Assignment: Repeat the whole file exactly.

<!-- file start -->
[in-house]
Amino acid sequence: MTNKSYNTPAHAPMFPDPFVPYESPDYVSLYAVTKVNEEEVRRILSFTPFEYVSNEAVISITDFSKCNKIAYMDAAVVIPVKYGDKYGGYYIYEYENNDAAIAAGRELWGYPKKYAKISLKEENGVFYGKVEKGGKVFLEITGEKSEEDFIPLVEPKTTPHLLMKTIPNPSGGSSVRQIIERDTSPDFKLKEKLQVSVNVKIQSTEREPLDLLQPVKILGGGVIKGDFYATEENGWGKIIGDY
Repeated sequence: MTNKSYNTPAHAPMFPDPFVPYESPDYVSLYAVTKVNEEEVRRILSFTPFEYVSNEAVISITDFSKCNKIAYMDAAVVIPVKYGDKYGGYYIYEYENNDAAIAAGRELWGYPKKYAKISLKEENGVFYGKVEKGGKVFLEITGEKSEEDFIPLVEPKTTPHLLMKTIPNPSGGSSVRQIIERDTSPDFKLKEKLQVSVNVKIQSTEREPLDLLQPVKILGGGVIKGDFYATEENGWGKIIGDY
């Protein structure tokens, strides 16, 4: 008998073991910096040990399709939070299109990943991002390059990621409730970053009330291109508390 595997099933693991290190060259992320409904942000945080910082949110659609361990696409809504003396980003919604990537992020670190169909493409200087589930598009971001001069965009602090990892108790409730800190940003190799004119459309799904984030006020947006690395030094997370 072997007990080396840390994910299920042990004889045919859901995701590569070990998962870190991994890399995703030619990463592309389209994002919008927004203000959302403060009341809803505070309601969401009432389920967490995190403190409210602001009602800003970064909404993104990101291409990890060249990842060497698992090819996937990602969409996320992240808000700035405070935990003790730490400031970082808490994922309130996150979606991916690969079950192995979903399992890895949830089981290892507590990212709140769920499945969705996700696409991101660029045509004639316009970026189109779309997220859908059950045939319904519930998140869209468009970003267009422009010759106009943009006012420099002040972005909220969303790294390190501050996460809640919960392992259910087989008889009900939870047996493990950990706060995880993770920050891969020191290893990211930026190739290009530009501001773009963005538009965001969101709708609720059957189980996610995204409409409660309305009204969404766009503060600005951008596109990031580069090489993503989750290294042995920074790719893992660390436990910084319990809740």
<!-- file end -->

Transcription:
[in-house]
Amino acid sequence: MTNKSYNTPAHAPMFPDPFVPYESPDYVSLYAVTKVNEEEVRRILSFTPFEYVSNEAVISITDFSKCNKIAYMDAAVVIPVKYGDKYGGYYIYEYENNDAAIAAGRELWGYPKKYAKISLKEENGVFYGKVEKGGKVFLEITGEKSEEDFIPLVEPKTTPHLLMKTIPNPSGGSSVRQIIERDTSPDFKLKEKLQVSVNVKIQSTEREPLDLLQPVKILGGGVIKGDFYATEENGWGKIIGDY
Repeated sequence: MTNKSYNTPAHAPMFPDPFVPYESPDYVSLYAVTKVNEEEVRRILSFTPFEYVSNEAVISITDFSKCNKIAYMDAAVVIPVKYGDKYGGYYIYEYENNDAAIAAGRELWGYPKKYAKISLKEENGVFYGKVEKGGKVFLEITGEKSEEDFIPLVEPKTTPHLLMKTIPNPSGGSSVRQIIERDTSPDFKLKEKLQVSVNVKIQSTEREPLDLLQPVKILGGGVIKGDFYATEENGWGKIIGDY
């Protein structure tokens, strides 16, 4: 008998073991910096040990399709939070299109990943991002390059990621409730970053009330291109508390 595997099933693991290190060259992320409904942000945080910082949110659609361990696409809504003396980003919604990537992020670190169909493409200087589930598009971001001069965009602090990892108790409730800190940003190799004119459309799904984030006020947006690395030094997370 072997007990080396840390994910299920042990004889045919859901995701590569070990998962870190991994890399995703030619990463592309389209994002919008927004203000959302403060009341809803505070309601969401009432389920967490995190403190409210602001009602800003970064909404993104990101291409990890060249990842060497698992090819996937990602969409996320992240808000700035405070935990003790730490400031970082808490994922309130996150979606991916690969079950192995979903399992890895949830089981290892507590990212709140769920499945969705996700696409991101660029045509004639316009970026189109779309997220859908059950045939319904519930998140869209468009970003267009422009010759106009943009006012420099002040972005909220969303790294390190501050996460809640919960392992259910087989008889009900939870047996493990950990706060995880993770920050891969020191290893990211930026190739290009530009501001773009963005538009965001969101709708609720059957189980996610995204409409409660309305009204969404766009503060600005951008596109990031580069090489993503989750290294042995920074790719893992660390436990910084319990809740």